TIAA-CREF Comments on Retirement Income

“One of the disadvantages of in-plan options is that Qualified Joint Survivor and Annuity (QJSA) rules can often be cumbersome, confusing, and difficult to administer," said the TIAA-CREF brief.

TIAA-CREF, which administers some 15,000 retirement plans for some 3.6 million participants, most of them university employees and staff, has filed a 29-page response to the Department of Labor’s request for information on retirement income.

Like many of the individuals who responded to the RFI since early February, TIAA-CREF took a position against mandatory annuitization of defined contribution assets.

“Automatically placing participants in a lifetime income option has the potential to confuse, anger, and ultimately drive participants away from annuities, while having little positive impact on the overall take-up rate for annuities as an income option,” wrote Larry Chadwick, the organization’s vice president for government relations public policy. 

The organization also recommended that the DoL prepare educational materials on lifetime income that plan sponsors could use without worrying about liability.

“General educational materials prepared by the DOL would help mitigate this concern, especially if the DOL would take the position that plan sponsors would not be liable for distributing materials prepared by the DOL on this subject,” the brief said. “In addition, the DOL can offer guidelines and templates for insurance companies to provide educational materials relating to lifetime income options.”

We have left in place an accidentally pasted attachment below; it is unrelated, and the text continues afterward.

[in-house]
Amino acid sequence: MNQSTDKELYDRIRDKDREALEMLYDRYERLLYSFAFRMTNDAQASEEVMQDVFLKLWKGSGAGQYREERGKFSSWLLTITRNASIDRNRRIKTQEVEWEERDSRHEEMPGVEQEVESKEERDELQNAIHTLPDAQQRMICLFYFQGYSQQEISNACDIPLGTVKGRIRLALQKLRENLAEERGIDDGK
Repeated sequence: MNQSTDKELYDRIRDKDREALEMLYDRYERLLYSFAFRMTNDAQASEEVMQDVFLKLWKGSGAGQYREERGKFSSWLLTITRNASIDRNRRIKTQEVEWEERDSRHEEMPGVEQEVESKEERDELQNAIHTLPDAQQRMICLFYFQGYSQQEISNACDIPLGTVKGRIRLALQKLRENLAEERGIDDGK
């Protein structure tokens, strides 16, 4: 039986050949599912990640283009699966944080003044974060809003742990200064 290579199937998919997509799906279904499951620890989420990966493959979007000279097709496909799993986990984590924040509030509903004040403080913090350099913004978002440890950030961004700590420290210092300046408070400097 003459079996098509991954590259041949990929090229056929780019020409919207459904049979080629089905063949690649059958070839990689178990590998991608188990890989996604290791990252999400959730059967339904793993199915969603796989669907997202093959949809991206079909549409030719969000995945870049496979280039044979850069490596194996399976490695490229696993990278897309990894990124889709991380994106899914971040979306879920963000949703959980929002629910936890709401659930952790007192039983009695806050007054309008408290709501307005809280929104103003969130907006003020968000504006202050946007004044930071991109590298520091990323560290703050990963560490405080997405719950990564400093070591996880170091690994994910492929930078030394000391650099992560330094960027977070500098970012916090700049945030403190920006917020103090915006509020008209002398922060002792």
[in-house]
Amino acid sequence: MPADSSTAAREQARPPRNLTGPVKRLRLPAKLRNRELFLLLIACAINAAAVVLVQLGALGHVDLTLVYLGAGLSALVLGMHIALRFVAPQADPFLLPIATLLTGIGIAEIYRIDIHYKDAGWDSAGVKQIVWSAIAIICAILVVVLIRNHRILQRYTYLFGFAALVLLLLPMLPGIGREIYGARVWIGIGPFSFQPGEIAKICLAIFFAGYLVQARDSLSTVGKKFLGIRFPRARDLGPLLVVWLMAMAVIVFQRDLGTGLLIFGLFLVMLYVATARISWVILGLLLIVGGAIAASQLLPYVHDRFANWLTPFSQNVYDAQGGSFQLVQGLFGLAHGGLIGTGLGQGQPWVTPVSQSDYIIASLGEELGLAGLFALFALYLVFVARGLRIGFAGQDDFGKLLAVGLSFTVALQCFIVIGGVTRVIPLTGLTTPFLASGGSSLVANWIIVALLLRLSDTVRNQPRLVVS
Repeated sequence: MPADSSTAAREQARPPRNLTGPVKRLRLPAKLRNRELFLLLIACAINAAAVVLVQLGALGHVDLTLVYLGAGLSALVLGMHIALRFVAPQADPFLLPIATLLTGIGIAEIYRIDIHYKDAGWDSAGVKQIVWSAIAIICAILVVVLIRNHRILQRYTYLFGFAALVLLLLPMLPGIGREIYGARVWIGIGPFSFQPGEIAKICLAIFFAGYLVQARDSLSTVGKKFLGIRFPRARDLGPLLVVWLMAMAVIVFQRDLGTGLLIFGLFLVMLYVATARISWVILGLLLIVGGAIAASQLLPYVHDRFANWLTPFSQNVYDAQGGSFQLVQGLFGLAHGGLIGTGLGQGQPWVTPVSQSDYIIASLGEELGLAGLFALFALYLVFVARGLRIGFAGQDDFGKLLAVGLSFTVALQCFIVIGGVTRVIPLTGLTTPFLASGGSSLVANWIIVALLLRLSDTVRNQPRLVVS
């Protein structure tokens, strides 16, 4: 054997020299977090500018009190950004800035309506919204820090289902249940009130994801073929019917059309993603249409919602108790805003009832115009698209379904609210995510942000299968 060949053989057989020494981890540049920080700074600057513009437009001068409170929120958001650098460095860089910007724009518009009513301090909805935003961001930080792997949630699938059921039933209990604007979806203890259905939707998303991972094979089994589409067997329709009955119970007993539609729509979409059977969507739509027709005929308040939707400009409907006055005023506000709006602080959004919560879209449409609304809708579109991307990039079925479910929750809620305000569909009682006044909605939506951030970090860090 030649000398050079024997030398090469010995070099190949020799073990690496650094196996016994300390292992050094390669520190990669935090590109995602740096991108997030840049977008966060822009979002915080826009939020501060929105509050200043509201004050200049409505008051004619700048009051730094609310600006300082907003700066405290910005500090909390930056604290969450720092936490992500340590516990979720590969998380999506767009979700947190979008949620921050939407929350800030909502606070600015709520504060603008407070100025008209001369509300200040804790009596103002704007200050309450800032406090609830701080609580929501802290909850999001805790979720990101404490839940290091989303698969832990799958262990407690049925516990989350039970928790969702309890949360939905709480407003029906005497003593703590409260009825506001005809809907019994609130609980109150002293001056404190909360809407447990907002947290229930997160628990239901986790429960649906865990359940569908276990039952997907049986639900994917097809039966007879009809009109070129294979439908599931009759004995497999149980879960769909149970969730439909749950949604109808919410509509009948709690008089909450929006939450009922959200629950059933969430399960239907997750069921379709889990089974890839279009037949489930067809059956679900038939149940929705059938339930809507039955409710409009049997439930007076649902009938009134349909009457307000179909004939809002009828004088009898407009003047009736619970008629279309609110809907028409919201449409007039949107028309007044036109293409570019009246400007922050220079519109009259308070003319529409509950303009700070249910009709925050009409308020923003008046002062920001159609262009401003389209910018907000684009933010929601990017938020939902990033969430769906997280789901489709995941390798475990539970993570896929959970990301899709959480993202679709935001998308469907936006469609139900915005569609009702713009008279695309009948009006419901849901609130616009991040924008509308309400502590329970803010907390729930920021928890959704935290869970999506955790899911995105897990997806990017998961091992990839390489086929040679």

TIAA-CREF had a lot to say about complexities involved in turning defined contribution savings into a joint and survivor annuity.

“One of the disadvantages of in-plan options is that Qualified Joint Survivor and Annuity (QJSA) rules can often be cumbersome, confusing, and difficult to administer resulting, in some cases, in a delayed start to receiving annuity payments. This is one area where the Internal Revenue Service (IRS) could offer some relief by taking steps to ease this burden through regulatory action,” the brief said.

“The most critical plan qualification rule affecting a DC plan sponsor’s willingness to provide for a lifetime income option involves the qualified joint and survivor annuity (QJSA) rules under IRC §401(a)(11) and IRC §417, as well as ERISA §205 (with respect to §401(a) and §403(b) plans respectively). Certain plans are exempt from the QJSA rules provided they satisfy all three of the exemption criteria. IRC §401(a)(11)(B)(iii)(II) (and parallel ERISA section 205) provides that a plan that provides a life annuity payment option cannot be exempt from the QJSA rules.

“The extensive notice and waiver requirements that are triggered once a plan is subject to the QJSA rules provide an additional layer of administrative complexity, costs, and risk for non-compliance and associated corrections. As a result, many DC plans are designed to be exempt from the QJSA rules.

“Consequently, many plans will avoid lifetime income options solely to avoid the QJSA rules, even if such options may ultimately be beneficial for the participants. To make such options viable, the QJSA rules should be amended to provide for a means to have annuity payment options available under the plan without triggering all the QJSA rules and specified means of payment, while still protecting spousal rights and the related policy objectives.

“One approach would be to maintain the spousal beneficiary rules with respect to all forms of payment, including multiple life annuity forms, absent a waiver, and to require a spousal consent for a single life annuity form of payment that does not include a 50% spousal benefit.

“Another potential remedy is to not apply QJSA rules until a participant elects an annuity and then only if the annuity is not a QJSA. This can be accomplished with little burden to plan sponsors since insurance companies would be willing to administer these rules as part of the annuity contract.”

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